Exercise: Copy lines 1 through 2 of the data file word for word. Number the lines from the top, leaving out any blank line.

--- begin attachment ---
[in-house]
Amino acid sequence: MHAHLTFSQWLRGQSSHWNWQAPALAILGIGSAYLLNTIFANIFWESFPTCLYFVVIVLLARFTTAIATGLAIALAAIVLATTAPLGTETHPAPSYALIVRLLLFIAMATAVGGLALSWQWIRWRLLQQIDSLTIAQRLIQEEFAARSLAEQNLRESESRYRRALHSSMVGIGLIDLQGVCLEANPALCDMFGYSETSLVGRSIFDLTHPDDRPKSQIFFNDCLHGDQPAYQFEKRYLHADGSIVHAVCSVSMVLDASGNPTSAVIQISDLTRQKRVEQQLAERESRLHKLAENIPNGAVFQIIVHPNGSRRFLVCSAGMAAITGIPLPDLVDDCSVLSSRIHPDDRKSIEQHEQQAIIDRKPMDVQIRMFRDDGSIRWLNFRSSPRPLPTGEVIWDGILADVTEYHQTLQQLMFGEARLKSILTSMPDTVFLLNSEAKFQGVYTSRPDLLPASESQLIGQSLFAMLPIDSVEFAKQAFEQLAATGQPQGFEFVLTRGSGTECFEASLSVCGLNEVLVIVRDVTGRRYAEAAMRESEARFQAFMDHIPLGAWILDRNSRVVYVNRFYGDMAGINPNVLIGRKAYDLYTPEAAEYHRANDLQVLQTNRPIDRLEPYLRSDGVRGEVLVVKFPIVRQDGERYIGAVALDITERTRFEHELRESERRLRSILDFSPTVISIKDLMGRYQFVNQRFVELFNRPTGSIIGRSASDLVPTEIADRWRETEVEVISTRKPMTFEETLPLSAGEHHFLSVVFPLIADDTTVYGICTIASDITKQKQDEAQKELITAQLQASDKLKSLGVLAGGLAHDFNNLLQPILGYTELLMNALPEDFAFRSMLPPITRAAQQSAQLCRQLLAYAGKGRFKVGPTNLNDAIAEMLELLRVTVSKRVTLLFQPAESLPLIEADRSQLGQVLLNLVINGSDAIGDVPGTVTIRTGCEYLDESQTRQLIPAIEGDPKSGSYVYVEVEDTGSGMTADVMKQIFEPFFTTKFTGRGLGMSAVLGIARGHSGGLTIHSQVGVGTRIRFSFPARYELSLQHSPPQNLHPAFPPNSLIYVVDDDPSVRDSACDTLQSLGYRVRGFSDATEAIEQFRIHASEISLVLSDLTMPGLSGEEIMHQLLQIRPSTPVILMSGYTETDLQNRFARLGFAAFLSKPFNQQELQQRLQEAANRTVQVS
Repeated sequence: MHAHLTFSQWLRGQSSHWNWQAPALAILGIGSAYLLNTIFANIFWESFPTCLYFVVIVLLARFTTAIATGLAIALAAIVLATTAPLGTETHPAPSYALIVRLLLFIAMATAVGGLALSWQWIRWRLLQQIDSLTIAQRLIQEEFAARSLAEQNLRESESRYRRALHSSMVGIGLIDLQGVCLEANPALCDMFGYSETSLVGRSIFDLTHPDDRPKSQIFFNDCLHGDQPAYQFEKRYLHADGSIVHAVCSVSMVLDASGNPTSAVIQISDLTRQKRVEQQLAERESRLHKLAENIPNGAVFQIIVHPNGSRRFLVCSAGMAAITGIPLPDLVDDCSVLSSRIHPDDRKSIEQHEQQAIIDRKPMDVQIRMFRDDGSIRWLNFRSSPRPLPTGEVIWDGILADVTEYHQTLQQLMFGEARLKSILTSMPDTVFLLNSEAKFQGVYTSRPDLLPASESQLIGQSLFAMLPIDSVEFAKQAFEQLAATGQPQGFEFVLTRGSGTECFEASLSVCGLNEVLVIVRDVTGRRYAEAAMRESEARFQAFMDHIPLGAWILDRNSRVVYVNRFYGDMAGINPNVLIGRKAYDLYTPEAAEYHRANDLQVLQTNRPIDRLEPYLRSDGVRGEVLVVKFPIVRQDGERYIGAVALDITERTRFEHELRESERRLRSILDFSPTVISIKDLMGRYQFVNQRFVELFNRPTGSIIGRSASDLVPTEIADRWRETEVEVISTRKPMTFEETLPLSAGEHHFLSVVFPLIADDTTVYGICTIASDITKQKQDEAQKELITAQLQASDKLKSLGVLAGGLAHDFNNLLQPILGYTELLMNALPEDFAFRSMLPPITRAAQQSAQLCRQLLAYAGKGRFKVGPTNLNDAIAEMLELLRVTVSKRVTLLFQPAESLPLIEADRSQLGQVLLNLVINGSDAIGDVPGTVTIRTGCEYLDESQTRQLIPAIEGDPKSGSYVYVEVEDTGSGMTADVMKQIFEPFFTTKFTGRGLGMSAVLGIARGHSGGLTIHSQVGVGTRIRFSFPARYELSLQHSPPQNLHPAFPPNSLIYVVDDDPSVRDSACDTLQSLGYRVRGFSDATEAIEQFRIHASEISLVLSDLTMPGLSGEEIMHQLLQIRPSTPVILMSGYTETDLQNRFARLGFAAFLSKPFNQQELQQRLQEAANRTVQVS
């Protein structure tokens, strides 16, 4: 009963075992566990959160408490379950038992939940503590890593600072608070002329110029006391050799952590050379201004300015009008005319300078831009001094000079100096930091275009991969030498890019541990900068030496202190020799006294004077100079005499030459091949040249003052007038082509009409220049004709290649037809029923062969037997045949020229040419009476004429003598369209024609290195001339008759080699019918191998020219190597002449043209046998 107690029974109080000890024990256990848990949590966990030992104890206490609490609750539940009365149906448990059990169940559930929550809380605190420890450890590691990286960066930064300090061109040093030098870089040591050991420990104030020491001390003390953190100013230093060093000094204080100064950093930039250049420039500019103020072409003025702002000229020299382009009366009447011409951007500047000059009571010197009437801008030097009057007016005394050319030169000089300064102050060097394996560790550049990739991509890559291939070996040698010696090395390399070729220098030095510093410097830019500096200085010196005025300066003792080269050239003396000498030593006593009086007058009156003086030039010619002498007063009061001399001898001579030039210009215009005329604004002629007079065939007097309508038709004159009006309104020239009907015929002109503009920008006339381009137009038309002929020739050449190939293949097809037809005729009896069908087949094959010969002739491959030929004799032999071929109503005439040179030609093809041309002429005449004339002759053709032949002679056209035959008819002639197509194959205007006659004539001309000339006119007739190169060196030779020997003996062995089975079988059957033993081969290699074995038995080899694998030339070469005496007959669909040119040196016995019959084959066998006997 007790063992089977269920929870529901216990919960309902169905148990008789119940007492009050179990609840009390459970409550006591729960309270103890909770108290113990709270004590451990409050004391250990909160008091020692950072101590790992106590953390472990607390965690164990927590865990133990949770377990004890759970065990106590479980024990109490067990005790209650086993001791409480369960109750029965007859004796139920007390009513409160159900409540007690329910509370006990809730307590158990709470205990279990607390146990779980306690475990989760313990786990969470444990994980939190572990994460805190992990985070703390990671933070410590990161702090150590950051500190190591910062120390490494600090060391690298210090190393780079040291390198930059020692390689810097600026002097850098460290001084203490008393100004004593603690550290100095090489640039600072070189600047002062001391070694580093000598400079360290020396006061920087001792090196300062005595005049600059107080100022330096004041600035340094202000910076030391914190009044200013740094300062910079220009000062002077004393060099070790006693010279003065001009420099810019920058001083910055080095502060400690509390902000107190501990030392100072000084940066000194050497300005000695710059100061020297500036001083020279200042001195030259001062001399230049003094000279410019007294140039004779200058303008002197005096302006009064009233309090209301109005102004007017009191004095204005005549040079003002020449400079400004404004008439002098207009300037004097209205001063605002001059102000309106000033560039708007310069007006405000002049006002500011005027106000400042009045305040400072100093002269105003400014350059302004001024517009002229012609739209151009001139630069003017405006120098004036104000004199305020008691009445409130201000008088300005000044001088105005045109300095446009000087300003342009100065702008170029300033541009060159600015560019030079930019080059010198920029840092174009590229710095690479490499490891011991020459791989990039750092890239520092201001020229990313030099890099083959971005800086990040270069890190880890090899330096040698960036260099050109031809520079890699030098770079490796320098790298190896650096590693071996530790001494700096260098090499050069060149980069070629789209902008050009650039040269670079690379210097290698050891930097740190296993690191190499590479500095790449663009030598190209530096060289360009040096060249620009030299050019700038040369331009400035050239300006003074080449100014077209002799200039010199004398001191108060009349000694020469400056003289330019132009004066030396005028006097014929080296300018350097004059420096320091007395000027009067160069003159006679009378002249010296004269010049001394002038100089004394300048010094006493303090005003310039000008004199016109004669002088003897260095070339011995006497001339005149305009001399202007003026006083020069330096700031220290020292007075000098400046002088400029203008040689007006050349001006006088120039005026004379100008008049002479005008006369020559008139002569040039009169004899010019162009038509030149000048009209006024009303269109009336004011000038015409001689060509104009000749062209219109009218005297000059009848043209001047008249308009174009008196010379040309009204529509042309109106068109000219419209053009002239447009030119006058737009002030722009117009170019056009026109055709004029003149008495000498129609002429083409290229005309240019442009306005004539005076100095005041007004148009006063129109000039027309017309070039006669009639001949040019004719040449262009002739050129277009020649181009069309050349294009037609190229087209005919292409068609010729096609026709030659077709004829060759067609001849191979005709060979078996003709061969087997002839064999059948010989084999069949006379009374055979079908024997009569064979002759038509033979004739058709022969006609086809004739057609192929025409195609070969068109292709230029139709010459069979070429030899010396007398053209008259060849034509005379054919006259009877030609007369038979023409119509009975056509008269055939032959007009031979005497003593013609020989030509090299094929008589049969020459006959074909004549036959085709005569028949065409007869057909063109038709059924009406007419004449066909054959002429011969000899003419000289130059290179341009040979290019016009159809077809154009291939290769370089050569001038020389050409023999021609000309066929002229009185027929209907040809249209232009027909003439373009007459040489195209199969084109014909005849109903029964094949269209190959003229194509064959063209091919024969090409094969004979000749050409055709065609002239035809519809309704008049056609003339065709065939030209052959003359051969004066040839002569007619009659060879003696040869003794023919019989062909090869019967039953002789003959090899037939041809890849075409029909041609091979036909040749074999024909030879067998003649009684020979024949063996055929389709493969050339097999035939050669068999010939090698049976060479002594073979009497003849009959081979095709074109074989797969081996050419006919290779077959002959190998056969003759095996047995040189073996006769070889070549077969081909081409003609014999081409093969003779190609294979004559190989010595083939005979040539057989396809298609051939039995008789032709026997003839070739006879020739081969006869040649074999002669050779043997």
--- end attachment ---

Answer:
[in-house]
Amino acid sequence: MHAHLTFSQWLRGQSSHWNWQAPALAILGIGSAYLLNTIFANIFWESFPTCLYFVVIVLLARFTTAIATGLAIALAAIVLATTAPLGTETHPAPSYALIVRLLLFIAMATAVGGLALSWQWIRWRLLQQIDSLTIAQRLIQEEFAARSLAEQNLRESESRYRRALHSSMVGIGLIDLQGVCLEANPALCDMFGYSETSLVGRSIFDLTHPDDRPKSQIFFNDCLHGDQPAYQFEKRYLHADGSIVHAVCSVSMVLDASGNPTSAVIQISDLTRQKRVEQQLAERESRLHKLAENIPNGAVFQIIVHPNGSRRFLVCSAGMAAITGIPLPDLVDDCSVLSSRIHPDDRKSIEQHEQQAIIDRKPMDVQIRMFRDDGSIRWLNFRSSPRPLPTGEVIWDGILADVTEYHQTLQQLMFGEARLKSILTSMPDTVFLLNSEAKFQGVYTSRPDLLPASESQLIGQSLFAMLPIDSVEFAKQAFEQLAATGQPQGFEFVLTRGSGTECFEASLSVCGLNEVLVIVRDVTGRRYAEAAMRESEARFQAFMDHIPLGAWILDRNSRVVYVNRFYGDMAGINPNVLIGRKAYDLYTPEAAEYHRANDLQVLQTNRPIDRLEPYLRSDGVRGEVLVVKFPIVRQDGERYIGAVALDITERTRFEHELRESERRLRSILDFSPTVISIKDLMGRYQFVNQRFVELFNRPTGSIIGRSASDLVPTEIADRWRETEVEVISTRKPMTFEETLPLSAGEHHFLSVVFPLIADDTTVYGICTIASDITKQKQDEAQKELITAQLQASDKLKSLGVLAGGLAHDFNNLLQPILGYTELLMNALPEDFAFRSMLPPITRAAQQSAQLCRQLLAYAGKGRFKVGPTNLNDAIAEMLELLRVTVSKRVTLLFQPAESLPLIEADRSQLGQVLLNLVINGSDAIGDVPGTVTIRTGCEYLDESQTRQLIPAIEGDPKSGSYVYVEVEDTGSGMTADVMKQIFEPFFTTKFTGRGLGMSAVLGIARGHSGGLTIHSQVGVGTRIRFSFPARYELSLQHSPPQNLHPAFPPNSLIYVVDDDPSVRDSACDTLQSLGYRVRGFSDATEAIEQFRIHASEISLVLSDLTMPGLSGEEIMHQLLQIRPSTPVILMSGYTETDLQNRFARLGFAAFLSKPFNQQELQQRLQEAANRTVQVS